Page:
Monday, 7 January 2013

A new bike joins the family

A short while ago we got a new bike in the family, which came to us in an unusual way. My wife discovered the bike in a ditch on a nature reserve she was working on. She dug it out and found it was in reasonable condition. Thinking it was likely stolen she contacted the local police. They had a look, found it was security coded and were actually able to trace the owner!

The owner claimed the bike had been 'lost' and they didn't really want it back. A more likely story is they the owner had dumped the bike. The police said that as the owner didn't want to claim it my wife, as the finder could have it. It was a good bike in decent condition so my wife decided to keep it. The bike is a Dawes City Vision 7.

It has Shimano Nexus 7 hub gears. It also has a rear pannier and a basket mount on the front. I have christened the bike "The Shopper".

After cleaning the bike off I gave it an inspection. The mechanicals are in surprisingly good order; I suspect it hadn't been in the ditch very long, just a few weeks perhaps. Wheels are true, brakes work, shifters and hub gears work, the tyres even hold air although I discovered the rear is leaky having had to reinflate after a few days. The only thing needing immediate attention was the chain, which was dirty and rusty beyond hope with several links locked solid.

A new chain came from Wiggle in the form of a KMC B1 1/8th single speed at the bargain price of £4.91. The chain comes with a snap link.

To replace the chain I first had to remove the chain guard, which was held on with three screws. The I removed the old chain with a chain splitter tool.

Here is the old and new chain laid side by side. I used the chain splitter tool again to shorten the new chain to the same length as the old chain. The length doesn't have to be exact as the chain is tensioned by adjusting the rear wheel forwards or backwards in its mount, but it needs to be a similar length as the wheel mounts only adjust an inch or so.

Don't put a new chain on the floor like this. I didn't realise how dirty the floor was and had to clean the chain before I put it on the bike.
Don't put a new chain on the floor like this. I didn't realise how dirty the floor was and had to clean the chain before I put it on the bike.

I gave the chainwheel and hub sprocket a thorough clean. First I used a high pressure hose to blast off dirt and grit, then I sprayed with degreaser and wiped with a clean cloth. The hub gears are a sealed unit but I wasn't sure if the seals were still good, so I was careful with the hose and degreaser around the hub sprocket. I spun the crank and it turned freely and smoothly, so the bottom bracket is in good order. The hub sprocket turned OK, but was a bit stiff and clunky.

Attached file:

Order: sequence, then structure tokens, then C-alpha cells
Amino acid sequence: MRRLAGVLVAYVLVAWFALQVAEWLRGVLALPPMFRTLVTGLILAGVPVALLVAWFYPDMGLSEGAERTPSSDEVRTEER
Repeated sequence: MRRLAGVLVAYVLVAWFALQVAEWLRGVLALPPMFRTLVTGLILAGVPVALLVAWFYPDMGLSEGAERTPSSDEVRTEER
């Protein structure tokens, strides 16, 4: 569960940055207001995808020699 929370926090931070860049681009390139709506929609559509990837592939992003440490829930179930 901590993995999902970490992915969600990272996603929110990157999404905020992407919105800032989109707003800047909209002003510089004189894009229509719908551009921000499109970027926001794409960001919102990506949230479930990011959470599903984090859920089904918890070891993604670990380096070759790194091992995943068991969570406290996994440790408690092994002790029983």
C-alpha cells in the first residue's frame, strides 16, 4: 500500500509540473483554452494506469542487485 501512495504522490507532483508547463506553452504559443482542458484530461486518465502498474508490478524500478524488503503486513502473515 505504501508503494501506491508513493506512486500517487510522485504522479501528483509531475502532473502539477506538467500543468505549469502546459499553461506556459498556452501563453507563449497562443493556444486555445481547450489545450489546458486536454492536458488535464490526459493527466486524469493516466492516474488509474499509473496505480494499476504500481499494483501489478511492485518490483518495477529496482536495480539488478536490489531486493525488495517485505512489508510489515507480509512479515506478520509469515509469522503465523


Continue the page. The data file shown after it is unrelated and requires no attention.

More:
To put the new chain on I loosened the wheel. There is an additional bolt attaching the hub mechanism to the chainstay, and this needed to be loosened as well. With the wheel loose it can be moved forward in the mounts and the new chain put on. Then the wheel is moved back in its mounts and three fixings tightened when the chain tension is right.

Here you can see the third fixing bolt attaching the hub to the chain stay. The mount has a 4cm track for adjusting the position and hence the chain tension.

Finally the chain guard is reattached. I also attached a child seat. Here is the bike in its finished glory.

I had another test ride and the bike was much improved. Pedalling was smooth and squeak free with the new chain. the hub gears were still a little lumpy but serviceable. I think I might need to give them some attention shortly.

One last modification was needed before the first ride out with my daughter. The bike seat has exposed springs below it, which are right in front of the child seat and a 2 year old can't resist poking fingers into small gaps, which could have nasty consequences. I'm looking for some sort of cover for the saddle/springs but until I find one I have just gaffer taped the springs.

Make sure you don' have exposed seat springs when using a child seat

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